It’s hard to believe, but as recently as a few years ago, it was hard to find a good taco, or any taco at all, in the core downtown business district of Phoenix. Business travelers and convention attendees expected the Southwest’s largest city to offer at least somewhat authentic Mexican food within walking distance of their hotels. Instead, they were directed to options that might be near downtown but not within the walkable core of the city. That sorry state of affairs has begun to change with the recent opening of several new Mexican restaurants, including Centrico. Continue reading “Centrico”
Downtown Mesa has become a center for public art in recent years. The blocks on and around Main Street have been occupied at various times by colorful pianos for anyone to play, DIY prototypes on a large scale, giant inflatable figures in prominent places, and recurring art festivals. With all that art around, it’s helpful to have a place to eat, especially one with a central location and sidewalk patio. While a few new restaurants have arrived to offer expanded choices, one of Mesa’s downtown diehards continues to be Mango’s Mexican Cafe.
During the contentious 2016 presidential campaign, one of the more memorable phrases was the warning that immigration from Mexico might result in “taco trucks on every corner.” Of course, not everyone thought that would necessarily be a bad outcome. In Downtown Phoenix, we’re a long way from ubiquitous taco trucks, but one taco “joint,” specifically Willie’s Taco Joint, is thriving at the corner of Third Street and Jefferson — not in a truck but instead in a retail space on the ground level of a parking garage situated just behind the eastbound light rail platform. Continue reading “Willie’s Taco Joint”
More often than ever before, music and food seem to go together. It’s not just about playlists that set the mood for a dining room. It’s about recording artists like James Murphy, formerly of LCD Soundsystem, opening a wine bar in New York. It’s about food-centric writing such as the Guardian columns penned by Alex Kapranos of Franz Ferdinand, later published as a book entitled Sound Bites. In Phoenix, a favorite live music venue, the Crescent Ballroom, has responded to the trend in its own way by creating Cocina 10, a lounge and restaurant that goes beyond the minimal grub offered at most concert halls. Continue reading “Cocina 10”
Anyone visiting the Arizona Center recently may have noticed some renovations going on at the development. Some of the changes are significant changes to the complex’s look, even if they fail to completely remediate the center’s major shortcoming: its inward focus and lack of street presence. Still, new owners are investing in the property and trying to give it a viable future with a fresh look and promises to add a hotel and housing. Amid all this change, one of the few survivors of the original tenant mix, Canyon Cafe, endures in one of the Arizona Center’s prime spots. Continue reading “Canyon Cafe”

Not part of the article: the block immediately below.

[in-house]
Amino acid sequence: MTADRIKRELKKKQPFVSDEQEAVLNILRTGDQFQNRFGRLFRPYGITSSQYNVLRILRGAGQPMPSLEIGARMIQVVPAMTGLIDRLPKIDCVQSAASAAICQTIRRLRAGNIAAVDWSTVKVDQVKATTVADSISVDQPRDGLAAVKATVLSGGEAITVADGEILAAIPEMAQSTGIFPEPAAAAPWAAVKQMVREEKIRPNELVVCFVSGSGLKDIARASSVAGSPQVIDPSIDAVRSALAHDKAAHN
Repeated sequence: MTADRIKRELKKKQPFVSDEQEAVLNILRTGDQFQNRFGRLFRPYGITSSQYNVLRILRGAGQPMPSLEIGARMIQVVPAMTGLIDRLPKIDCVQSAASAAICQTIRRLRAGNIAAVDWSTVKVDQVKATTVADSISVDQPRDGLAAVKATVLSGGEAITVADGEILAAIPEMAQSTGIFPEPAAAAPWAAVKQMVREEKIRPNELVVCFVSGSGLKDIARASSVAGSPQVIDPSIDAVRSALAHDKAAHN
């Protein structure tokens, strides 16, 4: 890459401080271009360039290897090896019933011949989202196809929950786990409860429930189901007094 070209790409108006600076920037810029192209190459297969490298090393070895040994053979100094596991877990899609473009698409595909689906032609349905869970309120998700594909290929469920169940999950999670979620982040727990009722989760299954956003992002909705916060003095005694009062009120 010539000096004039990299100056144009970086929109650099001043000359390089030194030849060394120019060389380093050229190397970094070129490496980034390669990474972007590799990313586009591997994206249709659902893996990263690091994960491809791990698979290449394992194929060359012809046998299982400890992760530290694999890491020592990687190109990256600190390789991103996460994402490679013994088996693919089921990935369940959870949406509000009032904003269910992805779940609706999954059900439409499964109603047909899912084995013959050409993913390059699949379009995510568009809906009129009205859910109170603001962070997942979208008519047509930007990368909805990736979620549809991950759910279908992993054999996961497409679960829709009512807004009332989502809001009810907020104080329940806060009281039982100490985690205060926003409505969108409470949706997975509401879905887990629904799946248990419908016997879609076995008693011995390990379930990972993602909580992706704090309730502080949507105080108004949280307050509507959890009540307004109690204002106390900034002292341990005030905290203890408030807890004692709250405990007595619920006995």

In Phoenix, it has never been entirely clear where Midtown ends and Uptown begins. Some might say Indian School Road, where current high-rise development stops, is the boundary. Others could argue the Grand Canal is a more logical divider between the two areas. With both the Midtown and Uptown terms now being stretched beyond historic boundaries, geography buffs can continue to debate the first question. Meanwhile, a restaurant in the gray area between the two zones raises a question of more interest to diners: When does breakfast end and lunch begin? Continue reading “Fàme Caffe”
There aren’t many restaurants with names like “Glory” or “Glorious” — unless, of course, they’re in Spanish. Around the world, it’s not uncommon to find eateries with “Las Glorias” in their names, and Phoenix has two of them. One is a seafood restaurant in south Phoenix. The other one, Las Glorias Grill on the north side of town, has a broad menu with a good seafood selection of its own. This particular Las Glorias is located across the street from the 19th Avenue / Northern light rail station. Continue reading “Las Glorias Grill”
“When your chips are down / When your highs are low / Joy ride.” Those words are the refrain of a Killers song from the last decade. The lyrics might refer to chips in terms of a poker metaphor, but there are plenty of chips of another kind to be found at Joyride Taco House, one of a cluster of Upward Projects restaurants located three or four blocks north of the Central / Camelback light rail station in Uptown Phoenix. Joyride is the latest addition to the family at this key corner, and it’s the first restaurant in the immediate area to serve Mexican, or at least Mexican-influenced, food.
From gringo-safe chains to hole-in-the wall taquerias, the streets of Phoenix are lined with Mexican restaurants — except much of that food is really more “border” than “south of the border.” In other words, many local favorites serve Sonoran food, associated with Arizona and the Mexican state of Sonora directly below it on the map. In recent years, migrations from other regions of Mexico have diversified the food choices in Phoenix, but it’s important not to forget restaurants that offered Mexican beyond Sonoran long before it was fashionable to do so.